KH: I secretly started singing outside of bars around Thanksgiving of my senior year, in Atlanta. My first gig was in a place called Café Debris. I sang torch songs with some jazz dudes. I had gone to this Governor’s Honors Programs for language arts and one of our speakers was this poet and playwright, Philip Depoy, and I had gone to see his band play. So I started singing with what I though of as all the “old jazz dudes” but looking back they were probably, like, 29. I would think, “Wow, he has nose hair — he’s so old.” Now I’m 47 and the joke is on me.
AD: And that turned into your band The Jody Grind?
KH: Well, I was working at Peachtree Dekalb Airport (PDK), kind of accidentally, in airplane sales and I’m, like, I’m meeting all of these pilots and millionaires and aircraft mechanics, but you know what I’m not meeting? Musicians. So I quit and went to get a job at Turtles (record store). I didn’t live anywhere, I was couch-surfing, I didn’t have any money, but I met Bill Taft at a show at this punk rock club. Bill was, like, “What are you listening to?” and I said, “Well, I’m really into Hoagie Carmichael.” And he though that was really interesting and he came into Turtles two days later and said, “You wanna start a band?” So my evil poverty plan worked. [The band] was called Evening with The Garbageman at the time and our first show was at the White Dot.
AD: Do you remember the first show you played as The Jody Grind?
KH: That I don’t remember. It just sort of evolved. I guess it was when we started touring. The name was getting, like “Evening with The Garageband” so we changed it to The Jody Grind. We played Athens a lot, and then we would play down in Tallahassee and Jacksonville. We started touring like crazy and accidentally made a first record and then on-purpose made our second and there you go.
AD: Let’s talk about this latest record. You’ve collaborated with so many people…
KH: I’m a whore, man. I’m a whore. I get around. I’ve just been around it so long! I’m just very lucky and very honored.
AD: Are you naturally drawn to other musicians as people, or is it more a function of business?
KH: I love the feeling of being in a band. I love collaborating. I sort of take dares that way. When I first moved to Chicago and Steve Albini would call me for, just, anything, I would show up. Sometimes it would be singing, sometimes it would be screaming…anything. It’s like seeing the world — I want to see what it’s like to do all kinds of music.
AD: What’s your current obsession?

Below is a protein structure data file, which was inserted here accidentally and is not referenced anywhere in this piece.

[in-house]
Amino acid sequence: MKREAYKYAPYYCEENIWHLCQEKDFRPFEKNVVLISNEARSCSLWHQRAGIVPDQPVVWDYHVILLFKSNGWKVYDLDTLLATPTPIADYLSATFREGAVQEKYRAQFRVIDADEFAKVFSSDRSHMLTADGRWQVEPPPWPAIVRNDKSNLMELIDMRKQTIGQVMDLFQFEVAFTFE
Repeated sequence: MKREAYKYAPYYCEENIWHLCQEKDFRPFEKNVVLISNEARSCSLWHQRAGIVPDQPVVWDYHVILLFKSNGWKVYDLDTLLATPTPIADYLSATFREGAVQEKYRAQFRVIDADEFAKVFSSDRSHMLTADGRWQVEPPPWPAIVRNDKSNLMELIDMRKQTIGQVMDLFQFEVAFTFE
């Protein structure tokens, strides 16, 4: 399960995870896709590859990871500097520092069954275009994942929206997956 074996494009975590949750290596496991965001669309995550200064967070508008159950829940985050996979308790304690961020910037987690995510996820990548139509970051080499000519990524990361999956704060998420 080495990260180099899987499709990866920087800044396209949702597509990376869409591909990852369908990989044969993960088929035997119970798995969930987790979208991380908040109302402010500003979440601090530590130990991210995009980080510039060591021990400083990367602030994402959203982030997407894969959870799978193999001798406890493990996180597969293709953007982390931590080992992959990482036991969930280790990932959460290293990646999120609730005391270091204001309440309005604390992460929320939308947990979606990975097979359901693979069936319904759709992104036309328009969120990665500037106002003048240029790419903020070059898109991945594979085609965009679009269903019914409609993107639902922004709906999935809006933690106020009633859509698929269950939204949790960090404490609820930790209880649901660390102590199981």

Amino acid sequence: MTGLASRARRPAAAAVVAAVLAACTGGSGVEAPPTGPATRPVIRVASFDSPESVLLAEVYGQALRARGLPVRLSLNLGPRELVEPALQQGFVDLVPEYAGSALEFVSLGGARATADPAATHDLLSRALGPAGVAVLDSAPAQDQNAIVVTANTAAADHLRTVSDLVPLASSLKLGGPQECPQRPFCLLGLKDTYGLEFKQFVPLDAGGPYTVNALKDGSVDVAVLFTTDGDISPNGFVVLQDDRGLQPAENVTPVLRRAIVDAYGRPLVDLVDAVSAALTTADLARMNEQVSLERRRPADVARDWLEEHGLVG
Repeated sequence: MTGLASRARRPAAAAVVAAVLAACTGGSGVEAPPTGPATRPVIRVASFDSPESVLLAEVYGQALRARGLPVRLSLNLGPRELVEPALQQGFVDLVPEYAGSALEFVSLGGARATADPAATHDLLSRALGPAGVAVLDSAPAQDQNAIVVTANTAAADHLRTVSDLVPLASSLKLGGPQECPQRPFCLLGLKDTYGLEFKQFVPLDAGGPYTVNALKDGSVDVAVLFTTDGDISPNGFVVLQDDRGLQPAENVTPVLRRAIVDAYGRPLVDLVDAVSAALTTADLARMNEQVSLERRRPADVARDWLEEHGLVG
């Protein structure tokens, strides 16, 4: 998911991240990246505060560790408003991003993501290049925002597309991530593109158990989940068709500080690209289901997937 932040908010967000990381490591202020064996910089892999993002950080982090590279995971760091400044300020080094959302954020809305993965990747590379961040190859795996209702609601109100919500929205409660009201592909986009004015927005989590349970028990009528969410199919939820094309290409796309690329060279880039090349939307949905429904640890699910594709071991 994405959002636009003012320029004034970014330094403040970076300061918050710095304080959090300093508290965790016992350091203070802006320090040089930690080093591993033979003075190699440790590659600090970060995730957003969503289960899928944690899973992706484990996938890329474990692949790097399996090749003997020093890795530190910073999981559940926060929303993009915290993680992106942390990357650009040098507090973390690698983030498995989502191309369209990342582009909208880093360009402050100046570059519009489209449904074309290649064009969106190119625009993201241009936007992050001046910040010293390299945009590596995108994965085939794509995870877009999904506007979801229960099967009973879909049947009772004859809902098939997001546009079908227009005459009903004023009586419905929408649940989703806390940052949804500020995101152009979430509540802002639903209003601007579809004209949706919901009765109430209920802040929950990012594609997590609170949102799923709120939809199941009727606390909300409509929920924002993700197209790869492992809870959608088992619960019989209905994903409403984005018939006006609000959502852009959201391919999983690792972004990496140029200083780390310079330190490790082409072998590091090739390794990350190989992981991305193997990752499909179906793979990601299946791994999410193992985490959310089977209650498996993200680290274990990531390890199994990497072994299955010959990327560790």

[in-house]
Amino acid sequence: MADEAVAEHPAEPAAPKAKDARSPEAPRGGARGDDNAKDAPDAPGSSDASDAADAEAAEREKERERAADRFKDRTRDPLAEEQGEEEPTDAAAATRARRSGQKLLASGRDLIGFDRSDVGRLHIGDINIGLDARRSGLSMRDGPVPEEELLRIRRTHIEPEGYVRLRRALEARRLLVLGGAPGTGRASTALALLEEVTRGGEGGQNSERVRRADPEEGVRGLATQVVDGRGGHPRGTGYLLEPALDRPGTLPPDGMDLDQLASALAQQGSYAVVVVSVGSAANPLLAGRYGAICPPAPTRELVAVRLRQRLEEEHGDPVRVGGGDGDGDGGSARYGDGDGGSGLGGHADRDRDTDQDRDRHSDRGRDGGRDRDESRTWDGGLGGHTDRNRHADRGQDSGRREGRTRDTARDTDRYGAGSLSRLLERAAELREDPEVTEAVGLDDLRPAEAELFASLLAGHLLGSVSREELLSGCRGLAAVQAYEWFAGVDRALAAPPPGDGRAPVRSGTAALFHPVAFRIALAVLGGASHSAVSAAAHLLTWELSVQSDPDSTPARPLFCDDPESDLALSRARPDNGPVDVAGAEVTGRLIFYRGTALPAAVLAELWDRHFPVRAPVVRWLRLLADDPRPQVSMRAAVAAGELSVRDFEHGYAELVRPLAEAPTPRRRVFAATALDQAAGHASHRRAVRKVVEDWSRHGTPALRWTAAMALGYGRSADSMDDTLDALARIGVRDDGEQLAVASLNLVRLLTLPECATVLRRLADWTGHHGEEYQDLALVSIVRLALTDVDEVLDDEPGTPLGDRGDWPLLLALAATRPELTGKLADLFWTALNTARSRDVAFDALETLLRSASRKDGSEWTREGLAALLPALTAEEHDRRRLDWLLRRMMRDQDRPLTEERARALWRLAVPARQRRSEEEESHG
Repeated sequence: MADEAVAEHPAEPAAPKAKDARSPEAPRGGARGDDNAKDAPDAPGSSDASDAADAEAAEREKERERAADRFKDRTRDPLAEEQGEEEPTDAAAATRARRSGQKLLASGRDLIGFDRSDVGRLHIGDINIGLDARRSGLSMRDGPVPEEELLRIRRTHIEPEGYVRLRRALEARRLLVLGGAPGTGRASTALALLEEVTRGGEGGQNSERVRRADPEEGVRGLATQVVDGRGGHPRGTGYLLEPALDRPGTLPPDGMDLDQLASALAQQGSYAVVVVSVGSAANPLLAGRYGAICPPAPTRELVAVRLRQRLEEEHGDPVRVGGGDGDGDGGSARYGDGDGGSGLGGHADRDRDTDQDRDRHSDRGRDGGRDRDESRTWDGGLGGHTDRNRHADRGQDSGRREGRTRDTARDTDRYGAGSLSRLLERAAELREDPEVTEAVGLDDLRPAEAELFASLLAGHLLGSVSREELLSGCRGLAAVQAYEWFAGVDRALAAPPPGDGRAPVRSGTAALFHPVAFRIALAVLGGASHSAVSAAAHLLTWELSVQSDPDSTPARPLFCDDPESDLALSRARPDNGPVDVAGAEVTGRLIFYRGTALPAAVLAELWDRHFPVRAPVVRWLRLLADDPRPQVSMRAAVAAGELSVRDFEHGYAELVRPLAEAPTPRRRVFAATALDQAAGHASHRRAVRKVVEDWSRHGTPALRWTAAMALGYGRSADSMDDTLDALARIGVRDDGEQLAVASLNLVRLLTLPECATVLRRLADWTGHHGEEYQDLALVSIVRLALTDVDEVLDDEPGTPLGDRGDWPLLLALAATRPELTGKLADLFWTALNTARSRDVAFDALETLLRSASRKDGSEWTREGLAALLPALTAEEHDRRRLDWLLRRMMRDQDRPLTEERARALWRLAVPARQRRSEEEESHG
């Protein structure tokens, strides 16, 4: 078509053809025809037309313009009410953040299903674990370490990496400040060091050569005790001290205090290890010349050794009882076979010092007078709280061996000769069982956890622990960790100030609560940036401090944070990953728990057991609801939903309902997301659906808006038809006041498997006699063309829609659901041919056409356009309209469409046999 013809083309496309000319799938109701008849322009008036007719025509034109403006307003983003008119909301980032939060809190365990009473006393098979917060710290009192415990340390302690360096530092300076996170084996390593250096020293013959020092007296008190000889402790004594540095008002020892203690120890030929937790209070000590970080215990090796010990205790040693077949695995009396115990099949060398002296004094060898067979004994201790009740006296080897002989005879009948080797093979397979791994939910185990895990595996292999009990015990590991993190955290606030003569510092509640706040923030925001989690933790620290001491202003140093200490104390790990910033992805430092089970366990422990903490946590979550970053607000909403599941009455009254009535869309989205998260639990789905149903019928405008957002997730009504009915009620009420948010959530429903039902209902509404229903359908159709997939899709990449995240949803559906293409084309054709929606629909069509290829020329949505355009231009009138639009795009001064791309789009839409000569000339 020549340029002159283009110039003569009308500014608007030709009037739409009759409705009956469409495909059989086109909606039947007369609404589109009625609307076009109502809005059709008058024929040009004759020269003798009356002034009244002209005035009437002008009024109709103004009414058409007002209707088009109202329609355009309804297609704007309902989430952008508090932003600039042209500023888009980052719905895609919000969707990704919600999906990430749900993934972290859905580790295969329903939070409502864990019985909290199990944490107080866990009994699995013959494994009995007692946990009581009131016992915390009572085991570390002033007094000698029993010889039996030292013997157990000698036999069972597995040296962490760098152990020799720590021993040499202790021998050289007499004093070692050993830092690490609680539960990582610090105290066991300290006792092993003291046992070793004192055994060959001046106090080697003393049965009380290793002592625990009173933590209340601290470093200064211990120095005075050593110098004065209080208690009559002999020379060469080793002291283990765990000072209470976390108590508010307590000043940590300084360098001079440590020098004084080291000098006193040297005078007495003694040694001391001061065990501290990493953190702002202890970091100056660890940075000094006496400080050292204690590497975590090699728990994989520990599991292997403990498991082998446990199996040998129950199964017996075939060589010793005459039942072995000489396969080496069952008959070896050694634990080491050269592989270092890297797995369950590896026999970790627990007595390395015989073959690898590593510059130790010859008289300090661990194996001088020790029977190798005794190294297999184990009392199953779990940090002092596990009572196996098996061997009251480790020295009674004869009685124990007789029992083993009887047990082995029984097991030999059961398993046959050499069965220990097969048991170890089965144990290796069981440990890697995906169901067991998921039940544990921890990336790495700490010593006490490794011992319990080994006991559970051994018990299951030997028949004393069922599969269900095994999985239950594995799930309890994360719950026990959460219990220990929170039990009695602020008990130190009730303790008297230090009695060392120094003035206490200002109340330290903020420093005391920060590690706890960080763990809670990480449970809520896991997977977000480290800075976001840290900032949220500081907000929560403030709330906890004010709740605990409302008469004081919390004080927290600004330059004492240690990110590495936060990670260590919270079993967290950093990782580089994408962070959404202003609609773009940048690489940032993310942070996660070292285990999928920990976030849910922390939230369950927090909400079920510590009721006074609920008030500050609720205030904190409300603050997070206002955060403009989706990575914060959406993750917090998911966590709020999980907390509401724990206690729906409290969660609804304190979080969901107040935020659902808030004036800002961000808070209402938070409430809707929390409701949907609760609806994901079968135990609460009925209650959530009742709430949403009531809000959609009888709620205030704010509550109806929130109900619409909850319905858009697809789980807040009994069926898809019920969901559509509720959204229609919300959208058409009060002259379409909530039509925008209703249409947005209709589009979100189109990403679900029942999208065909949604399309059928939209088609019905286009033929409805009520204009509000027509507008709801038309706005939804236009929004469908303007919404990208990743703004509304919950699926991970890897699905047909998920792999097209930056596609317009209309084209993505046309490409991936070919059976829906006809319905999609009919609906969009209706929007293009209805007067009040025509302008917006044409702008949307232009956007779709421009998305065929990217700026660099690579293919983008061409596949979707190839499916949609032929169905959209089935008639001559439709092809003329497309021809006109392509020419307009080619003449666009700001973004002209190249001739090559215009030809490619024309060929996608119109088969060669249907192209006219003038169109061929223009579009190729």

KH: I’ve been obsessed with the Carole King demos that came out recently, with her pitching stuff to people. I’ve been into her songs since the first grade. And I’m really into arrangements — the arrangements in these nascent songs are better sometimes, and even way more complicated. Her original arrangement of “Pleasant Valley Sunday” is really killer.
AD: That’s just a fantastic song, all the way around.
KH: Yes, and I’m also waving the flag around, like, “Don’t forget Gerry Goffin — he’s the one who wrote all those words.” And people always talk about Burt Bacharach, but don’t forget Hal David! Sometimes the lyricists get shoved aside. That’s one of the reasons I covered Margaret Ann Rich. I’m a huge Charlie Rich fan, and people are familiar with him, but his wife wrote some killer songs. She’s the one who got him signed to Sun Records. I’ve been wanting to do a record of just her songs for a long time.
AD: So for this record, you sent out feelers to a lot of your favorite songwriters asking them to write a song for you. How many responses did you get?
KH: I don’t know, exactly. A bajillion, it seemed like. I was, like, rolling over and peeing on myself. I can’t believe people were sending me these songs. It was a long process, starting around 2009. I think the Andy Bird/Jack Pendarvis song came about a month before we went into the studio. Some people sent things right away, but then I would periodically send out reminders. I used to be a bartender in Chicago, so it would be, like, “Last call for song-a-hol.”
AD: Did you ever feel like this was a Rorschach test of sorts? Like, what is a Kelly Hogan song supposed to sound like?
KH: Oh, definitely. Making this record was fraught with terror. I was scared to write letters, I was scared to get the songs — what they would say about me. But I didn’t think about that too much. I just know when I got the Vic Chesnutt song, it was like he was telling my life story without knowing it. When I got the Robyn Hitchcock song, too — which is the title song of the record — I guess he had started writing that song for me even before I asked him to write that song. That definitely speaks to me, and that’s why I titled the record that. words/ j kress